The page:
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Author Topic: Heat Riser...  (Read 1241 times)

Bob Schaefer

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Heat Riser...
« on: June 15, 2010, 09:59:24 AM »


I read something about the heat riser in someone else's post, so I wanted to see if mine is causing me some difficulties...
 
The counterweight, or whatever it is, for the heat riser, seems to move freely, but it does not seem to move at all with the revving of the engine, or as it gets warmer. It would appear that the thermostat and the heat riser itself are no longer connected.
 
So the question is, does this present a problem, and what's the best remedy?
 
The car runs a bit rough, as if there is a miss, or something, so I will be looking at ignition parts first, but there is definitely a tick tick tick sort of sound, which will also have me seeing if I have a leak between the exhaust manifold and the exhaust pipe. I just wonder if this heat riser can be a problem too....
 
Thanks, as always...
 
Bob
schaefman2010-06-15 15:03:38
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1969 Dodge Monaco Wagon
383 4bbl, Dual Exhaust
Electronic Ingnition

Stan Paralikis

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Heat Riser...
« Reply #1 on: June 15, 2010, 01:34:08 PM »

No, if's ands, nor but's about it.
Gotta pull that manifold. 
Good luck.
 

Steve

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Heat Riser...
« Reply #2 on: June 15, 2010, 03:40:31 PM »

That means the coil spring is discinnected on the back of the manifold.  Good luck finding one.  I just gave my last one away to a good friend.
 
The Heat riser will default to open so it will not be an issue.  As Stan said, you need to take the manifold off if you can find the spring.  Any mopar spring will work, can be from an ABE. 
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Snotty

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Heat Riser...
« Reply #3 on: June 15, 2010, 04:52:07 PM »

If you don't plan on driving your car in a Chicago winter you will not need that heat riser.  Pull the manifold off and take it to a guy with a welder.  Cut the rod out and weld the holes shut.
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Heat Riser...
« Reply #4 on: June 15, 2010, 08:45:55 PM »

In the meantime, you can figure out which direction is open, just wire it open. I think you can use a small wire and attach it to the spring pin without it looking bad, until you can take it off and get the butterfly plate removed inside and brazed up.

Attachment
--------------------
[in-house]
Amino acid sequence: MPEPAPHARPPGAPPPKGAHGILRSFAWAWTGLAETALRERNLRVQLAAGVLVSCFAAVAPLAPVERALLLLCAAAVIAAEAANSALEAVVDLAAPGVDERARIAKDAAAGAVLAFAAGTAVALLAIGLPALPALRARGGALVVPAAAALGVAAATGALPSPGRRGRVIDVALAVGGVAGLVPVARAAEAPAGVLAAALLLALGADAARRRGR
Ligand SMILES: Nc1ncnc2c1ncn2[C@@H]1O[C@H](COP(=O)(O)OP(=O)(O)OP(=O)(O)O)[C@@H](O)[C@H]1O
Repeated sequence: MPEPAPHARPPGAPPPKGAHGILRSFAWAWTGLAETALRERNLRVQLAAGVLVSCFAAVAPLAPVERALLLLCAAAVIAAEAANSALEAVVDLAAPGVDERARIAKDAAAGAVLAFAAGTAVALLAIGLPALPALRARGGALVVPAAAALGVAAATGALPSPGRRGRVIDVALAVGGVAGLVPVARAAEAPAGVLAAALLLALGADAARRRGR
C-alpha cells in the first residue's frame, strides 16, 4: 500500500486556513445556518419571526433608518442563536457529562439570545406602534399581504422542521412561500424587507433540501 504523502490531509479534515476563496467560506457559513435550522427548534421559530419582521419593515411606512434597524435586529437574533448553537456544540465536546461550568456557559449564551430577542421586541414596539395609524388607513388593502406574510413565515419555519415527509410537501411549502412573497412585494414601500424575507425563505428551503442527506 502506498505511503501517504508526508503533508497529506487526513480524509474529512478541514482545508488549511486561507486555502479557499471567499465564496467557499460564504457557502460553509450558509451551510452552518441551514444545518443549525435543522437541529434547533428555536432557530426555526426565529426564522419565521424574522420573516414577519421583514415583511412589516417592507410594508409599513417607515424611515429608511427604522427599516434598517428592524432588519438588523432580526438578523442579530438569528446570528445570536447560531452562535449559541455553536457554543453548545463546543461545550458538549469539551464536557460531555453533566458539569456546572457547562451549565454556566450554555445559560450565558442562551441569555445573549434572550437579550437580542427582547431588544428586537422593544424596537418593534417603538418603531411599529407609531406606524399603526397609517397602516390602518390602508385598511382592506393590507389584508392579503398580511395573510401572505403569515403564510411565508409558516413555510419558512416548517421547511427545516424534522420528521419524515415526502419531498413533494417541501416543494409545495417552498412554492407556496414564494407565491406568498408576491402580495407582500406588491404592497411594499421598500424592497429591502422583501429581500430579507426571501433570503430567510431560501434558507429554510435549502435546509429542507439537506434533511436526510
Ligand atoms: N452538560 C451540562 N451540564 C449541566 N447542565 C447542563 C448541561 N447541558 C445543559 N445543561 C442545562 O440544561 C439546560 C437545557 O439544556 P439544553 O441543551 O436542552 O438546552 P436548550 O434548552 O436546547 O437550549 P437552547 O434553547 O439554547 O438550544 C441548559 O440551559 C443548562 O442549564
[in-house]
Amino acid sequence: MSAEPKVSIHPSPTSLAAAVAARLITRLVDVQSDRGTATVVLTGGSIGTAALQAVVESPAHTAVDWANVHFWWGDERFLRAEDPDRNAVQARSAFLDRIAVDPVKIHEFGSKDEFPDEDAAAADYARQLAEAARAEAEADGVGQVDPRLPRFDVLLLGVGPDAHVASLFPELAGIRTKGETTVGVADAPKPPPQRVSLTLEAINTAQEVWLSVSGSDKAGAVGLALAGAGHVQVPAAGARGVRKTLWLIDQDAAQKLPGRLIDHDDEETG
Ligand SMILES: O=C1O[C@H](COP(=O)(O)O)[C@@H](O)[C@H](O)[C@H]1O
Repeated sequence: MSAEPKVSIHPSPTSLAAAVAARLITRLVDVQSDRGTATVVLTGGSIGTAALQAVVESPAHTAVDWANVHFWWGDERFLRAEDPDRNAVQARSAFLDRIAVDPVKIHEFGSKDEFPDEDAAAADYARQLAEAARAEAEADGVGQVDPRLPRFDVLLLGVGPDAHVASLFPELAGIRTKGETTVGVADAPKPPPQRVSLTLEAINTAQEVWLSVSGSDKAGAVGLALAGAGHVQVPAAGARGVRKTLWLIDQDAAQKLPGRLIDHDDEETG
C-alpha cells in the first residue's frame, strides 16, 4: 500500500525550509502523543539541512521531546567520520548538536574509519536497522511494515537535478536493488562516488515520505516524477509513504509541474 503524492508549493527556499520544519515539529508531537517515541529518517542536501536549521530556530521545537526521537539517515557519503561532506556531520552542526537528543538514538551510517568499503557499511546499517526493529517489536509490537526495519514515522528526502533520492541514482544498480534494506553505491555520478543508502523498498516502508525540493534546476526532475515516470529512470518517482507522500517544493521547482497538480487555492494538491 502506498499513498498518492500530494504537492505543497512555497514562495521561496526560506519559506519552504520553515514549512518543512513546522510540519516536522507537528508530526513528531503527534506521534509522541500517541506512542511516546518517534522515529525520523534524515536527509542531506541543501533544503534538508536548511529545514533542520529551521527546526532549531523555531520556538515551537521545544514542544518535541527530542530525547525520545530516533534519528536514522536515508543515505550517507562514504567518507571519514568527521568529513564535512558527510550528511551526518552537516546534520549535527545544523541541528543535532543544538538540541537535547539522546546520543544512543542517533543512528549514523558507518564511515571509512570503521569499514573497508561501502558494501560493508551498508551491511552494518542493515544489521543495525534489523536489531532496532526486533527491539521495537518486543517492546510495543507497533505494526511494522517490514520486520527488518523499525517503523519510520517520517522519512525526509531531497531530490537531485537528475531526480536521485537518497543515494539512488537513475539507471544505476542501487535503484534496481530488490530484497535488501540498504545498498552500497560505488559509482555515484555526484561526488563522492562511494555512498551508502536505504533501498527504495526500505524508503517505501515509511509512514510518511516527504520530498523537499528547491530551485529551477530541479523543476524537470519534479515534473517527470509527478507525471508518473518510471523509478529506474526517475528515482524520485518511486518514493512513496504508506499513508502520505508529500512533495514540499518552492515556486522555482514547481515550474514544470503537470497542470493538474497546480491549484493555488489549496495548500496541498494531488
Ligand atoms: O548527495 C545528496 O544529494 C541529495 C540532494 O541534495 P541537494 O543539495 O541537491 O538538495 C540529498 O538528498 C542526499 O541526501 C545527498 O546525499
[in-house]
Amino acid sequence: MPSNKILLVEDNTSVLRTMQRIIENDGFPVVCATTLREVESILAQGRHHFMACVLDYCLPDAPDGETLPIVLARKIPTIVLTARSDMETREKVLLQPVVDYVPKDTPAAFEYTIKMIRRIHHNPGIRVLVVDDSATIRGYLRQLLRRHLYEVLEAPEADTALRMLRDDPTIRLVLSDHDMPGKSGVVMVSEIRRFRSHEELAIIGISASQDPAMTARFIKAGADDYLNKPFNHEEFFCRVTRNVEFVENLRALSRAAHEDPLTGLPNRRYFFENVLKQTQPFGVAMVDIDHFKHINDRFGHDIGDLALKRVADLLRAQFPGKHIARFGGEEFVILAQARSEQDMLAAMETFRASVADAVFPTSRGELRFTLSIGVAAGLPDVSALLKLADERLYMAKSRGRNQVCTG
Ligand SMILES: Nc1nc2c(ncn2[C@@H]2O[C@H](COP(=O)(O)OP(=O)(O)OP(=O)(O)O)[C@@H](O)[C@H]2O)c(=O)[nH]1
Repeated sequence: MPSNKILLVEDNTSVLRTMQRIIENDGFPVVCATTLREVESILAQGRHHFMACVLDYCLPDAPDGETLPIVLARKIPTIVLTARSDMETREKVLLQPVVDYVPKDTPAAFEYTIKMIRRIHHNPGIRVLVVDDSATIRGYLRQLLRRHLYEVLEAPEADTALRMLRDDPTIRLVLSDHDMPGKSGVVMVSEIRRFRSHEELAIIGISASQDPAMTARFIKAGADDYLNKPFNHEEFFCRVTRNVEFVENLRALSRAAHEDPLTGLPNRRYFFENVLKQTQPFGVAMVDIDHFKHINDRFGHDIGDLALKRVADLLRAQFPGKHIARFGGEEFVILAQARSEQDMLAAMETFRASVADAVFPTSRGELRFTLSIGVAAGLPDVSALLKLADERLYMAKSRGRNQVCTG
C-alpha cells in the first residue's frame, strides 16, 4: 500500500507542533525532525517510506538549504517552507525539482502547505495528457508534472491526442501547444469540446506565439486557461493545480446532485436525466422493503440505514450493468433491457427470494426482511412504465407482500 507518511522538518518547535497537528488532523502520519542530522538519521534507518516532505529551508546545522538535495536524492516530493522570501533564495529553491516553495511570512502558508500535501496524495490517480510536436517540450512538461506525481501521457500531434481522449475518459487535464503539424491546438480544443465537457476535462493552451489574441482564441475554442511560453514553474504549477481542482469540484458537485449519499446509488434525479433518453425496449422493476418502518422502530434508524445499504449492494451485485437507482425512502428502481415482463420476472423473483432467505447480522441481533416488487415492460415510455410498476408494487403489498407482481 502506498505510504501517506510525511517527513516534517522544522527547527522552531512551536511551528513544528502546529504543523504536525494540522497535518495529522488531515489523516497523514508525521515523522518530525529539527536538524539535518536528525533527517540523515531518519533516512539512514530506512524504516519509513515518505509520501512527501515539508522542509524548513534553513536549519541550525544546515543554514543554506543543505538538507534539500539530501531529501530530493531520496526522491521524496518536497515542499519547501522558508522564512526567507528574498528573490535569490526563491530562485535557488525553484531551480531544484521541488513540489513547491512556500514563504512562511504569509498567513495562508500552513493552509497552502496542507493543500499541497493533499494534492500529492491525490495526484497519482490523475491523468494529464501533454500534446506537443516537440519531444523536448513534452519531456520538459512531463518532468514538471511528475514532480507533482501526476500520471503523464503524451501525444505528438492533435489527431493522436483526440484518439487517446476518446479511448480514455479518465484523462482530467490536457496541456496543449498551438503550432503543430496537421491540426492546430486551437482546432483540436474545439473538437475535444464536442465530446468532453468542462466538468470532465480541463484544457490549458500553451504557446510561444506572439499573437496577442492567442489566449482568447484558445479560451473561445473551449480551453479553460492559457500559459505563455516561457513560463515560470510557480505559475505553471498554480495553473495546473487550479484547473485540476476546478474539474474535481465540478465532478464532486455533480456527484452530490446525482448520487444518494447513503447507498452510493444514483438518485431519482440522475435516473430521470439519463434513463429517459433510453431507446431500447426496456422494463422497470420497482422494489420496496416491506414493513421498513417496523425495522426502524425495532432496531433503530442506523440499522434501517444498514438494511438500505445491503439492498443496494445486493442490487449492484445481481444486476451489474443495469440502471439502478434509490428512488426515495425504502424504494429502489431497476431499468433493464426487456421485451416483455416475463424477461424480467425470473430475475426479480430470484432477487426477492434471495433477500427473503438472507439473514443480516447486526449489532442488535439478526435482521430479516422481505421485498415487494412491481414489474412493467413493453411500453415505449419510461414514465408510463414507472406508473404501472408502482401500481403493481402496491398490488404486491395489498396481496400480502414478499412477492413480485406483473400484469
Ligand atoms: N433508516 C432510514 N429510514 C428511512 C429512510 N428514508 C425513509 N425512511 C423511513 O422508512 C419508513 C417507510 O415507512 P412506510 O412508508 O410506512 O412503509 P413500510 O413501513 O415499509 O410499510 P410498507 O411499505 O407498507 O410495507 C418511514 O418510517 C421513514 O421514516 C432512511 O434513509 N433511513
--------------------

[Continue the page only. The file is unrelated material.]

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Bob Schaefer

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Heat Riser...
« Reply #5 on: June 16, 2010, 05:49:00 AM »

Ok, so now for the part where Bob learns something....
 
Does that heat riser only assist in warming up the car?
 
I won't be driving the wagon during the Chicago Winter until I have all rust issues resolved, since anyone that has driven here, knows that the salt is a killer...
 
So, assuming I am able to ensure that this stays open, whether by cutting it out, and having the holes filled, or by using a wire to hold it... what are the implications once it gets colder? Will it just take longer to warm up, or will there be other problems?
 
I don't seem to recall this being too bad on my first wagon, since we had problems with it sticking shut, and we got it open, and wired it with a coat hanger.  Problem is, that was 25 years ago, so I may be foggy, and that engine had more of my blood and sweat put into it...
 
Thanks,
 
Bob
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1969 Dodge Monaco Wagon
383 4bbl, Dual Exhaust
Electronic Ingnition

Steve

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Heat Riser...
« Reply #6 on: June 16, 2010, 10:24:40 AM »

If it's stuck closed, the car will lack poer and bog.
 
Yes it is designed to push hot gasses through the intake to open the choke sooner.  But the delay of the choke opening is only a minute or two.  In my book, it was never a big deal as long as it was open.  The choke opens soon enough.
 
They stick closed when the car sits allot.
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Dan Cluley

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Heat Riser...
« Reply #7 on: June 16, 2010, 07:34:31 PM »

Mine had worn the backside hole in the manifold, so it leaked a bit.  Pulled the butterfly out, and used a big stainless bolt/washers and some hi-temp copper sealant to plug the holes.  That has worked for 6 or 7 years now.
 
I have driven mine in below freezing temps, and the only difference I could see was that the motor needed to idle for a minute or so to warm up before driving.  Normal cruising weather, shouldn't be any problem at all.
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Heat Riser...
« Reply #8 on: June 16, 2010, 08:08:22 PM »

Never had a problem by removing the butterfly and allowing the engine to run cleaner exhaust through the exhaust system. It will prevent the crossover from carboning up in the intake manifold faster, a problem with small block 340 and 360s mostly.
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Steve

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Heat Riser...
« Reply #9 on: June 16, 2010, 08:19:37 PM »

318's were the biggest culperates for that
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Rich

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Heat Riser...
« Reply #10 on: June 16, 2010, 09:55:10 PM »

 I cut mine out, drilled out the steel bushings that the shaft rode in, drilled out and tapped the holes and put in some bolts with lock washers:



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Steve

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Heat Riser...
« Reply #11 on: June 17, 2010, 06:52:30 AM »

that works
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